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The Hyundai Nexo is a smart fuel-cell vehicle

With advanced systems that bring the car closer to autonomous driving

Goodbye, Tucson FCV; hello, Nexo. PHOTO FROM HYUNDAI

Cars are rapidly evolving into super-efficient, super-smart vehicles that our children would be fortunate to own and ride. At the moment, three main attributes usually define a technologically advanced automobile: It has electric propulsion, it is connected to a digital communications network, and it has some form of artificial intelligence that makes it semi-autonomous.

Korean automaker Hyundai is deviating just a little bit with the new Nexo crossover SUV unveiled at the ongoing Consumer Electronics Show in Las Vegas. The Nexo is a fuel cell vehicle that replaces the current FCV model in Hyundai’s product line, the Tucson FCV. The bigger Nexo—4,671mm long compared to the 4,409mm Tucson—is more special in that it is the first Hyundai fuel-cell model to own a dedicated vehicle architecture (as opposed to being merely based on an existing production model).

That's a trippy grille the Nexo has. Perfectly suits the fuel cell that powers this thing. PHOTOS FROM HYUNDAI

The Nexo’s 95kW fuel-cell stack and 40kW electric battery give it a combined power of 135kW, which is the equivalent of 181hp. Maximum torque, meanwhile, is said to be 395Nm. Not bad for a vehicle that boasts a lighter structure than the Tucson FCV (which, by the way, only had 166hp and 300Nm).

And it’s not just in power and torque that the Nexo trumps the Tucson FCV. More crucially, it has a much-improved driving range of almost 600km, easily better than the latter’s 424km reserve.

Measuring 4,671mm from bumper to bumper, the Nexo is longer than the Tucson FCV. PHOTO FROM HYUNDAI

The Nexo also has advanced driver assistance systems like the blind-spot view monitor, the lane-keeping assist, the highway driving assist, and the remote smart parking assist, which bring this vehicle a step closer to autonomous driving. The last feature is particularly interesting because it purportedly allows the Nexo to “autonomously park or retrieve itself from a parking space with or without a driver in the car.”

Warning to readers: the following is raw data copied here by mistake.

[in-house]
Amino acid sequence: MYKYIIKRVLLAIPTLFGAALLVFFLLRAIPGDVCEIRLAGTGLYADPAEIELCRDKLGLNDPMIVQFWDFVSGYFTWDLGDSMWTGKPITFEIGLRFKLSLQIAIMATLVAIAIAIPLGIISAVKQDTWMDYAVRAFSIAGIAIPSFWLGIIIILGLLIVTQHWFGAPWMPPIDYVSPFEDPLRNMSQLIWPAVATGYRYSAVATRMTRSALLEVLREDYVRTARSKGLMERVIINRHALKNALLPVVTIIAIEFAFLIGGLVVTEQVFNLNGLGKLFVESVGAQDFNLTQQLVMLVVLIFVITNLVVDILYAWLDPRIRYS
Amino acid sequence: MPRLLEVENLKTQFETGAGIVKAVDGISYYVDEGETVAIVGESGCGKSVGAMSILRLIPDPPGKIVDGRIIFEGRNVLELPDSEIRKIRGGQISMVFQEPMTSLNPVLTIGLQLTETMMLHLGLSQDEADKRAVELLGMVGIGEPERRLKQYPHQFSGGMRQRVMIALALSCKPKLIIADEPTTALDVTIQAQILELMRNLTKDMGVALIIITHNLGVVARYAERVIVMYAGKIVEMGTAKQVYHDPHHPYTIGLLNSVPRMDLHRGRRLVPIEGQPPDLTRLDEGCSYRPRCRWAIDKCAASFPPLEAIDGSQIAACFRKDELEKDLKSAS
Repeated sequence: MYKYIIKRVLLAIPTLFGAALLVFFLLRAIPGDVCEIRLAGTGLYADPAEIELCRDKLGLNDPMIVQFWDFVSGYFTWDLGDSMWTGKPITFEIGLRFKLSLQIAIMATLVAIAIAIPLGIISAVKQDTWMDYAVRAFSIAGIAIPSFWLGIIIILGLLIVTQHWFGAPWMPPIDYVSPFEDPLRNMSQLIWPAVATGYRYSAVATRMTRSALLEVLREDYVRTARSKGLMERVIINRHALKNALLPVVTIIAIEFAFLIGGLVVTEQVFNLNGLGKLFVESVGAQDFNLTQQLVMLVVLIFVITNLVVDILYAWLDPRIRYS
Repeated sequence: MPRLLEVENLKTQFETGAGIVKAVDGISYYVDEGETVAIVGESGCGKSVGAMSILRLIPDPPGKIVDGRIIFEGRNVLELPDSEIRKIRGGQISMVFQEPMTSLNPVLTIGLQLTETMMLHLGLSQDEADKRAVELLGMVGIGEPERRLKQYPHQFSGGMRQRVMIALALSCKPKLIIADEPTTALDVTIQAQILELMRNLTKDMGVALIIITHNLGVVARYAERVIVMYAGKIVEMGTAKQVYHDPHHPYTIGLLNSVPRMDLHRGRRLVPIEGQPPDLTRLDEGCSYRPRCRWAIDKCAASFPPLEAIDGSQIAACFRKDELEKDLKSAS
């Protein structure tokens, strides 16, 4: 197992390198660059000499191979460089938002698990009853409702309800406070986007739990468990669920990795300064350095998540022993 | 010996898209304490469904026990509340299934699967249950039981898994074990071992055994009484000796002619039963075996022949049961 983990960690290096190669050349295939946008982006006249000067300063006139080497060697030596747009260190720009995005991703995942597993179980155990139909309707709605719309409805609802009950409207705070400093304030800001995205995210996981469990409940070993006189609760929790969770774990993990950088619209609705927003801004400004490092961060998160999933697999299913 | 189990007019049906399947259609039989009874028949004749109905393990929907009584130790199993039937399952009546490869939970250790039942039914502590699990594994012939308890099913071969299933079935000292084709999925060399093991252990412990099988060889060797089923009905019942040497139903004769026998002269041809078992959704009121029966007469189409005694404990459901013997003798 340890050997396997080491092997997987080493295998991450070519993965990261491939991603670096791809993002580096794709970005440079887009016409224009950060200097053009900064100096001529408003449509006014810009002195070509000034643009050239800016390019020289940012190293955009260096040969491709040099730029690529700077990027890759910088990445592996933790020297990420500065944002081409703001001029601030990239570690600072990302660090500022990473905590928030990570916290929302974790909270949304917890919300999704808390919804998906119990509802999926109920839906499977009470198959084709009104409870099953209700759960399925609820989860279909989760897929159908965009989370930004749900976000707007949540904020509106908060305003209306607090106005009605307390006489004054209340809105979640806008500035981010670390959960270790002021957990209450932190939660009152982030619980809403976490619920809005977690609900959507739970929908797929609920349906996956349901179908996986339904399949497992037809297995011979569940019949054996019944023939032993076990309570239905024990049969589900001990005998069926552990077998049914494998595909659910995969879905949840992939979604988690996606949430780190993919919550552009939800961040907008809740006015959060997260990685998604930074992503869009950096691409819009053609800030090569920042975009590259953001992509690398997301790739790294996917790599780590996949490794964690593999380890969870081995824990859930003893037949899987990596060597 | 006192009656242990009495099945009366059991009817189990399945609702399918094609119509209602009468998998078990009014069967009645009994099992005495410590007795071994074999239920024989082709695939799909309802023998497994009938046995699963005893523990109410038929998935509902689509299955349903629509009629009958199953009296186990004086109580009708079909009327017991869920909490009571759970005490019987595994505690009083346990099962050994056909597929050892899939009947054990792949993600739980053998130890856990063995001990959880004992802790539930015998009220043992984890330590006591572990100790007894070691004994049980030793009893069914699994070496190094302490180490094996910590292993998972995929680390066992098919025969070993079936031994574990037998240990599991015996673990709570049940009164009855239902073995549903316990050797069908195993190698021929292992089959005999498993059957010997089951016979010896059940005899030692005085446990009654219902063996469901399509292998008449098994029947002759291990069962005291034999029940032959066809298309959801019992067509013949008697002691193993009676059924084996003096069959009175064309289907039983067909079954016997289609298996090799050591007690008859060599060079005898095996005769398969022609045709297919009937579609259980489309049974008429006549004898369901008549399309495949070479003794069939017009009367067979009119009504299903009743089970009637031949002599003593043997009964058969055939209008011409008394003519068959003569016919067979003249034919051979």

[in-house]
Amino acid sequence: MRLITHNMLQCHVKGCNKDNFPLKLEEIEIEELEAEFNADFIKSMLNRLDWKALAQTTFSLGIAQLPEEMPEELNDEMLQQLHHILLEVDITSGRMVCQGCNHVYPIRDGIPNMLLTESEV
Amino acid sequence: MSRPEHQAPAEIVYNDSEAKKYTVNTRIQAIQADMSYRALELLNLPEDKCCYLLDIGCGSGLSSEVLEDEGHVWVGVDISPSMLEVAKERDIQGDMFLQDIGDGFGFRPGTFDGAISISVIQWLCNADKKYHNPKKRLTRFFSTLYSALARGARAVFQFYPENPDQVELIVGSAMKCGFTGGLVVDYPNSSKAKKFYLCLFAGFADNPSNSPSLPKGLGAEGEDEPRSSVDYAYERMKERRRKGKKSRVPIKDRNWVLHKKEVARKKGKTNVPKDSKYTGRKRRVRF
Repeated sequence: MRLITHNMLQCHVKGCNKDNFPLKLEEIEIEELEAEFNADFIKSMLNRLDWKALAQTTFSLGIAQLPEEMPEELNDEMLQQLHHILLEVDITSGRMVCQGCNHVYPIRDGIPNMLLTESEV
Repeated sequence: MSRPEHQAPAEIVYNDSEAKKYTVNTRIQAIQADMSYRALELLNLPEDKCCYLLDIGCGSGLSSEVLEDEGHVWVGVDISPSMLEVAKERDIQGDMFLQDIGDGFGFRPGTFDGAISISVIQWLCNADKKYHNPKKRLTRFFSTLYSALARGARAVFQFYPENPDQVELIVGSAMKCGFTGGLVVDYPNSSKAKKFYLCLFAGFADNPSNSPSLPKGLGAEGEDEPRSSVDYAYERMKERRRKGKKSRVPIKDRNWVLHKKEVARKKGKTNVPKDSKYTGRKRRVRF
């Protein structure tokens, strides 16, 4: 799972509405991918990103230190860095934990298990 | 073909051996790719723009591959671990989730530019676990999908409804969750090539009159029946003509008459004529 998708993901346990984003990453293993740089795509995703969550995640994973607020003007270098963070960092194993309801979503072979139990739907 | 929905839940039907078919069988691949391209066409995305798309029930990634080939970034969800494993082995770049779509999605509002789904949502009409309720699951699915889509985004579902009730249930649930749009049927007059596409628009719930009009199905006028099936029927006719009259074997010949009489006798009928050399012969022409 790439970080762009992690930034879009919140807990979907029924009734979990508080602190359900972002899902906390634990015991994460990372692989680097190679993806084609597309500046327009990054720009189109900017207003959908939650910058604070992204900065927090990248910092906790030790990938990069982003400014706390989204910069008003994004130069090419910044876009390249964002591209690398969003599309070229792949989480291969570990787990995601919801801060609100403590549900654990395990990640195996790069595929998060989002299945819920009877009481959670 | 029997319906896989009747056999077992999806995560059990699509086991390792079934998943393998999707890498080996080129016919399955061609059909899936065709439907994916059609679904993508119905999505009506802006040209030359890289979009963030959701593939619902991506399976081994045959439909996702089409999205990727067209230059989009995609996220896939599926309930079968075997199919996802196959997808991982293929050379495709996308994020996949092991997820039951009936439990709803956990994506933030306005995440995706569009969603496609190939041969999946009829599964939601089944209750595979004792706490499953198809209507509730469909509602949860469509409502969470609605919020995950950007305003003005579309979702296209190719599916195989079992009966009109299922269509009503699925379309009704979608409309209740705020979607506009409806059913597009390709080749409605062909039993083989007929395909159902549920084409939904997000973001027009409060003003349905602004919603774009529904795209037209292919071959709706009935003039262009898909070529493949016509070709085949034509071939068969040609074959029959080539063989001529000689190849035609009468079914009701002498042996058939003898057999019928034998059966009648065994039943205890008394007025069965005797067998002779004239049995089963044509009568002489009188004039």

A clean rear doesn't betray the fuel-cell propulsion. Not even a badge indicates it's an FCV. PHOTOS FROM HYUNDAI

Only exterior photographs have been released so far by Hyundai. But we won’t have to wait too long to lay our eyes on the Nexo’s cabin, as the vehicle is all set to be available “in select markets” from “early 2018.” Fat chance we’ll get this model here. This will be too expensive for our market, especially since it isn’t clear if FCVs are also covered by the tax exemptions granted to hybrid and electric vehicles.



Vernon B. Sarne

Vernon is the founder and editor-in-chief of VISOR. He has been an automotive journalist for 24 years. He became one by serendipity, walking into the office of a small publishing company and applying for a position he had no idea was for a local car magazine. The rest, as they say, is rock and roll. He writes the column ‘Spoiler’.



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